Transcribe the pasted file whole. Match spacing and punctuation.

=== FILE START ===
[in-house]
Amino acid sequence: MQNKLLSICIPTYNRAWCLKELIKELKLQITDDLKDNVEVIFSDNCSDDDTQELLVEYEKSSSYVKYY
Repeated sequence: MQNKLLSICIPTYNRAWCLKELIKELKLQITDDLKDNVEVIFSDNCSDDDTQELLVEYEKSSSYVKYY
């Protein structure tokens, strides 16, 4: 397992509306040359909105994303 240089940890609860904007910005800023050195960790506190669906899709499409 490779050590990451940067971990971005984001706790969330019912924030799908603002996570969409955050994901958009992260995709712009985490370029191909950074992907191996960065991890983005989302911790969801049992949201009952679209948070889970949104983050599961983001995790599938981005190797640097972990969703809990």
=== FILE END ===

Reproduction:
[in-house]
Amino acid sequence: MQNKLLSICIPTYNRAWCLKELIKELKLQITDDLKDNVEVIFSDNCSDDDTQELLVEYEKSSSYVKYY
Repeated sequence: MQNKLLSICIPTYNRAWCLKELIKELKLQITDDLKDNVEVIFSDNCSDDDTQELLVEYEKSSSYVKYY
């Protein structure tokens, strides 16, 4: 397992509306040359909105994303 240089940890609860904007910005800023050195960790506190669906899709499409 490779050590990451940067971990971005984001706790969330019912924030799908603002996570969409955050994901958009992260995709712009985490370029191909950074992907191996960065991890983005989302911790969801049992949201009952679209948070889970949104983050599961983001995790599938981005190797640097972990969703809990």